Once La Segua was put on hold, there was no doubt in my mind that the next play on the list would be The House of Bernarda Alba. Ever since the ninth grade, when we were required to stage it for Spanish class – yes, I was IN it, don’t ask! – the play has remained close to my heart.
The very first production I saw was at a small theatre next to the bus stop in San José, Costa Rica, in a space quite similar to The Ballard Underground in Seattle. One of the first plays I saw live, it was haunting and exciting and brilliant, and solidified my love affair with the performing arts. I have now seen the play twice, twice as a dance performance, and once on film. I feel the time is right for me to produce it, and even though I am not directing, I am thrilled to be the assistant to director Charles Waxberg, my friend and mentor.
The story is about the stern, tyrannical, mother who calls for an eight-year mourning period for the death of her second husband, cutting off her five single daughters from the rest of the world, depriving them of human contact. Even under her watchful eye and dictatorial power over the home, the daughters rebel. In as much as Bernarda Alba is a play about repressed sexuality, it is a play about oppression and censorship. García Lorca wrote it during the Franco years and was killed for his political views shortly after the play was finished. They tried to silence him, yet his work continues to be presented around the world. We see this today in the Middle East, where after years of oppression, people are fighting for freedom. As a gay man, I see it in the U.S. as we fight for equal rights. The themes of the play remain relevant, and will as long as people’s basic freedoms continue to be threatened.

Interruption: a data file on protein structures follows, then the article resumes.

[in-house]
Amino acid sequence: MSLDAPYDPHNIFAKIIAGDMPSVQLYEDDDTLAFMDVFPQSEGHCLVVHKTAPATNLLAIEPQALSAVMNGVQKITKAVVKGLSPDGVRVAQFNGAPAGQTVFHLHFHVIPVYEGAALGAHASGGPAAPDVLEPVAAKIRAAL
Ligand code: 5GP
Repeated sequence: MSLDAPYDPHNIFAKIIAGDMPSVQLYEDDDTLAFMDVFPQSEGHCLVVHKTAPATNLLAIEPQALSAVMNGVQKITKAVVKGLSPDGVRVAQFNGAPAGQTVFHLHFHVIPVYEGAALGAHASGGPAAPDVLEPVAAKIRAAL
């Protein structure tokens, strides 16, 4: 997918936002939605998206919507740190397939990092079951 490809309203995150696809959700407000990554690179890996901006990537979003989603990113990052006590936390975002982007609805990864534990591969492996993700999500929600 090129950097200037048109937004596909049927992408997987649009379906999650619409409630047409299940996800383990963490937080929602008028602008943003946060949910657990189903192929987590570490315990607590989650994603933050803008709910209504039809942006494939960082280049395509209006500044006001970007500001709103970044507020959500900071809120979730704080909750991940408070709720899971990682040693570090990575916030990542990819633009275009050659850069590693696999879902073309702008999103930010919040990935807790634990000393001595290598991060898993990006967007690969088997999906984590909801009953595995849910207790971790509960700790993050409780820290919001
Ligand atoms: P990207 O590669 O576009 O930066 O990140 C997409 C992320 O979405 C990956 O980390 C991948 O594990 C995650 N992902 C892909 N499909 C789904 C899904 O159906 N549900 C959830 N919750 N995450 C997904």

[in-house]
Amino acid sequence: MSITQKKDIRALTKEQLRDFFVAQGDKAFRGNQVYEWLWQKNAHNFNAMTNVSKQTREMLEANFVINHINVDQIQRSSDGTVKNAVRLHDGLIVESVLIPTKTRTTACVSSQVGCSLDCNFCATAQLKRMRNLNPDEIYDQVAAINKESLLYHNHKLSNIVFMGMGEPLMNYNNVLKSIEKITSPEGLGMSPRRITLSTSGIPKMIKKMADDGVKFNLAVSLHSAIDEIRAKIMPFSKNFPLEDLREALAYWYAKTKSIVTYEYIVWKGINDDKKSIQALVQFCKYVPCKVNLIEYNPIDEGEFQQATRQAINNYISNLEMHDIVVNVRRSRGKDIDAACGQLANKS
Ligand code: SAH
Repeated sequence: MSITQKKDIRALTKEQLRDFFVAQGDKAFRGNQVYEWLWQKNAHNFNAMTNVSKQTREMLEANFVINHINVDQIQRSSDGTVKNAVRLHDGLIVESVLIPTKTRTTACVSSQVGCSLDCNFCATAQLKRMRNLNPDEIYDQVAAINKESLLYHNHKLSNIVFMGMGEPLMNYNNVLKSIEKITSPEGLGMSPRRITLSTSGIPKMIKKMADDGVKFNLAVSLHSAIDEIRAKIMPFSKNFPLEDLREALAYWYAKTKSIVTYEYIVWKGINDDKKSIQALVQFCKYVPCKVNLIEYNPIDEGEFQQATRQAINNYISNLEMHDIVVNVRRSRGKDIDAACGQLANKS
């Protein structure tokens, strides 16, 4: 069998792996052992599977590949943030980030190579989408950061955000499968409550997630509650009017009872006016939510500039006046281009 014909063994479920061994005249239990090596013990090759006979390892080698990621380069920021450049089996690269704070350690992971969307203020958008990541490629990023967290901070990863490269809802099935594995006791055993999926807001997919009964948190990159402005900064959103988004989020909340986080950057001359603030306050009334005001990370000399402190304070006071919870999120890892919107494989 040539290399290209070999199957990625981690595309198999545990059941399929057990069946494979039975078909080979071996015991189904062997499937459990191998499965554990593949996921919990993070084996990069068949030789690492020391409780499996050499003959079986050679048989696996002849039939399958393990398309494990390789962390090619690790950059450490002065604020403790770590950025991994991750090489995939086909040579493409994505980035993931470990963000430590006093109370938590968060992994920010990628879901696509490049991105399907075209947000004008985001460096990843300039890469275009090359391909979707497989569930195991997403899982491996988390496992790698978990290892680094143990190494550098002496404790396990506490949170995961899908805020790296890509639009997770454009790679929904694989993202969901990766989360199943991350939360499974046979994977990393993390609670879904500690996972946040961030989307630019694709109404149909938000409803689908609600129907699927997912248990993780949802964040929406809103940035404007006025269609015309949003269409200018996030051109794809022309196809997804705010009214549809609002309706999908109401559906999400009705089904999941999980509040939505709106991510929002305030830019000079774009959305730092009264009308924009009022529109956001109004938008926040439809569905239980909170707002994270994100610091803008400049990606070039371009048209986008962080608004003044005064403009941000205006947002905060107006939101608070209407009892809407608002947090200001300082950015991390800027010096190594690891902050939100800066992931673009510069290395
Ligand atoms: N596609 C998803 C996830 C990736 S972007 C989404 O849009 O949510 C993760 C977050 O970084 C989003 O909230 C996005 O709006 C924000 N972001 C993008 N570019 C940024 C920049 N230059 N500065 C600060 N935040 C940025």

The House of Bernarda Alba has not been seen on the Seattle stage for a long time – I can’t tell you since when because all my searches have come up empty handed thus far. I would like to change that.